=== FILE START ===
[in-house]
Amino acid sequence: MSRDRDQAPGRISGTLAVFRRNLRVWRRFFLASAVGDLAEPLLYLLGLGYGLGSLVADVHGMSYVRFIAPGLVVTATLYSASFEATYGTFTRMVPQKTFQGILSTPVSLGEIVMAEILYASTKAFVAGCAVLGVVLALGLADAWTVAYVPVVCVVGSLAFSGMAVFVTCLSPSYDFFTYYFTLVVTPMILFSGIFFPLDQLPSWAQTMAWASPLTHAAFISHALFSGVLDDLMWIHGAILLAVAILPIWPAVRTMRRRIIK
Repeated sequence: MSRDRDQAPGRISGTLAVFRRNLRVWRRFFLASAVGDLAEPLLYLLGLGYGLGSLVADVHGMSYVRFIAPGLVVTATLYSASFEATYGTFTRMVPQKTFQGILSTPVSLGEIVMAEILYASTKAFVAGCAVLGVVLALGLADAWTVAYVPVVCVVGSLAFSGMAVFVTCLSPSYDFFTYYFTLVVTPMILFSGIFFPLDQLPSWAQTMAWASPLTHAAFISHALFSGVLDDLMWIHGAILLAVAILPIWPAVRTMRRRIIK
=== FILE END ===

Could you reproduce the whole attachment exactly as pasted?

[in-house]
Amino acid sequence: MSRDRDQAPGRISGTLAVFRRNLRVWRRFFLASAVGDLAEPLLYLLGLGYGLGSLVADVHGMSYVRFIAPGLVVTATLYSASFEATYGTFTRMVPQKTFQGILSTPVSLGEIVMAEILYASTKAFVAGCAVLGVVLALGLADAWTVAYVPVVCVVGSLAFSGMAVFVTCLSPSYDFFTYYFTLVVTPMILFSGIFFPLDQLPSWAQTMAWASPLTHAAFISHALFSGVLDDLMWIHGAILLAVAILPIWPAVRTMRRRIIK
Repeated sequence: MSRDRDQAPGRISGTLAVFRRNLRVWRRFFLASAVGDLAEPLLYLLGLGYGLGSLVADVHGMSYVRFIAPGLVVTATLYSASFEATYGTFTRMVPQKTFQGILSTPVSLGEIVMAEILYASTKAFVAGCAVLGVVLALGLADAWTVAYVPVVCVVGSLAFSGMAVFVTCLSPSYDFFTYYFTLVVTPMILFSGIFFPLDQLPSWAQTMAWASPLTHAAFISHALFSGVLDDLMWIHGAILLAVAILPIWPAVRTMRRRIIK